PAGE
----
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Michael Fortney: Let’s create tomorrow together

By Michael Fortney · Fri Mar 08 2024

Originally published in The Vacaville Reporter

Our family has lived in Solano County for over a century. My great-grandparents first settled in Montezuma Hills in East Solano in 1905. But whether your family has lived here for several generations or only a few years, we all agree there’s a unique and special reason we chose to move here or choose to stay here. Where we sometimes disagree is how we keep it special, protect Travis Air Force Base, protect our economy, and offer living opportunities for the next generation.

That’s the debate we’re entering now – how does the new community proposed by California Forever for East Solano fit into our future and protect our quality of life? The reality is, we can’t keep doing what we’re doing. Rent is expensive, buying a home is out of reach for young families, and our cities are sprawling into the truly productive farmland we need to protect. If you ask people what Solano can do for the Air Force, they’ll tell you it’s to improve quality of life issues, such as good homes military families can afford and employment for spouses.

When the intentions of California Forever became public late last summer, I had no opinions at first, other than I was disappointed in how we all learned about it. But, I wanted to find out more, so I messaged Jan Sramek. We met and I attended their town hall meetings. Over time, what I discovered was a sincere interest in listening, in taking feedback, in basing their plans on what they are hearing from our community. I watched them take the comments of first Solano County and then Travis Air Force Base so seriously that they amended their ballot proposal twice. The second time, in a very material way that shows the same determination to protect Travis that mirrors what we’ve all shared for years.

Over the last few months, I have come to realize that California Forever has become the answer to the question many of us have been trying to answer about how best to protect our future in Solano. I’ve come to believe that so strongly that I left my job of almost 30 years to join the company as their director of partnerships, to inform, to listen, and to work with partners in both the public and private sectors to build something special, together. I joined the company because I believe this is a great opportunity for Solano – and to make sure things are done right for the community where our family has lived for generations.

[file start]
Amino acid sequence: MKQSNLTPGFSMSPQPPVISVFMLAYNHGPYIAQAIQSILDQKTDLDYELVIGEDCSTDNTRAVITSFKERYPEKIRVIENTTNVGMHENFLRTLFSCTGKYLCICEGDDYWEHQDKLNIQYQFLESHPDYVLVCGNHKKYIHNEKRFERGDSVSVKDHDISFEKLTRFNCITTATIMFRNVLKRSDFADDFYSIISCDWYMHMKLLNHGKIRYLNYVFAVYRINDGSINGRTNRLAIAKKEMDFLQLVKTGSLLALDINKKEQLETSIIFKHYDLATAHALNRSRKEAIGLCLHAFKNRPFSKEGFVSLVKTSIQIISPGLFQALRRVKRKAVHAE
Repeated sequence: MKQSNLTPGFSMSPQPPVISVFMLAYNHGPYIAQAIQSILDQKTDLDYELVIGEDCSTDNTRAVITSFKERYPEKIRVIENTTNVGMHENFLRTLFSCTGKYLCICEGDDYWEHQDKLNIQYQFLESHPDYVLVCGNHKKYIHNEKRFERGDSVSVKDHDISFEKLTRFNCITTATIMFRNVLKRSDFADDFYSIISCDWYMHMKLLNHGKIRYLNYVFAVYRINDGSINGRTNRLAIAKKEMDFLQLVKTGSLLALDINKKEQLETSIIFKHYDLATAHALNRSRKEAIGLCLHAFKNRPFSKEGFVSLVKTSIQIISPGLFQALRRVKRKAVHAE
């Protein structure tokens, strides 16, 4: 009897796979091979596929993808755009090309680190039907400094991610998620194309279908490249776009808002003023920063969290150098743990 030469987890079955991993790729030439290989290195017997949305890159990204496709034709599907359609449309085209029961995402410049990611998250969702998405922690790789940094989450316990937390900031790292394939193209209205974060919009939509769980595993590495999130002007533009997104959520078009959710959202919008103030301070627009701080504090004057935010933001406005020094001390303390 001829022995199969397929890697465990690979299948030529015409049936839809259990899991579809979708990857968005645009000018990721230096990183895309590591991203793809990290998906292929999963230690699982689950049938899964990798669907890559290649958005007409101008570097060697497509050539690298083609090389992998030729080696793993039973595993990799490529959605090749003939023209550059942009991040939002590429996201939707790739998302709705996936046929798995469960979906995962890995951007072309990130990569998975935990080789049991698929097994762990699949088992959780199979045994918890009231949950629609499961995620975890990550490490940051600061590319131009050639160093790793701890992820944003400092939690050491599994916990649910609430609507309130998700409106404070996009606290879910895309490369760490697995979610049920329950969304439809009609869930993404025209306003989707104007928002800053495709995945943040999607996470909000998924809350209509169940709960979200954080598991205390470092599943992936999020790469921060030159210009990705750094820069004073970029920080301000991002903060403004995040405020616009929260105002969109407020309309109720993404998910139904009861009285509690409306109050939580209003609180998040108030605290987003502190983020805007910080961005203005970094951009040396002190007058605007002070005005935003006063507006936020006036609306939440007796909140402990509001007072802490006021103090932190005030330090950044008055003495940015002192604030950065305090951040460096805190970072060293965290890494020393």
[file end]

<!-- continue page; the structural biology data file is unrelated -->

In 2008, I volunteered for the last Solano County General Plan to protect agricultural lands and make changes farmers needed. In the time since my wife and I bought our first home in the ‘90s, I’ve seen what was once an affordable option become out of reach to this generation. My home on the edge of Vacaville is no longer on the edge. Our resources and quality of life are getting strained.

Many of our existing cities are now surrounded by prime farmland, some of the best in all of California. Building a new community in east Solano offers an alternative that protects that prime farmland – by directing growth to Solano’s least productive, non-prime lands.

The proposed ballot initiative starts by protecting Travis AFB, by almost doubling the security buffer around the base to nearly 15,000 acres. It then proposes a dynamic, walkable community on an area that’s slightly smaller than Vacaville, built upon a foundation of 10 Voter Guarantees that include 15,000 good paying jobs, $500 million in community benefits, $200 million for investments in existing Solano downtowns, and a set of infrastructure guarantees about transportation, water, and schools. The build out and running of the new community would be managed by Solano County, through the Board of Supervisors. This would be new in Solano County, but is common elsewhere in California. For example, Arden Arcade and Fair Oaks are both large unincorporated communities in Sacramento County.

We’ve all talked about creative solutions for what comes next in Solano County. Building a new community in East Solano that can serve as an economic engine for all of Solano County for the next half a century offers us just that. It’s a chance to bring some great things to Solano – and a chance to make sure our kids and grandkids have a future here. As the issue moves from speculation to reality, and before the buzzwords of election season take over, let’s have these conversations together.

If you want to talk about how we can do this right, my email is

— Michael Fortney is a native of Fairfield and now resides in Vacaville and recently retired from Placer Title Company with 30 years of land use entitlement experience.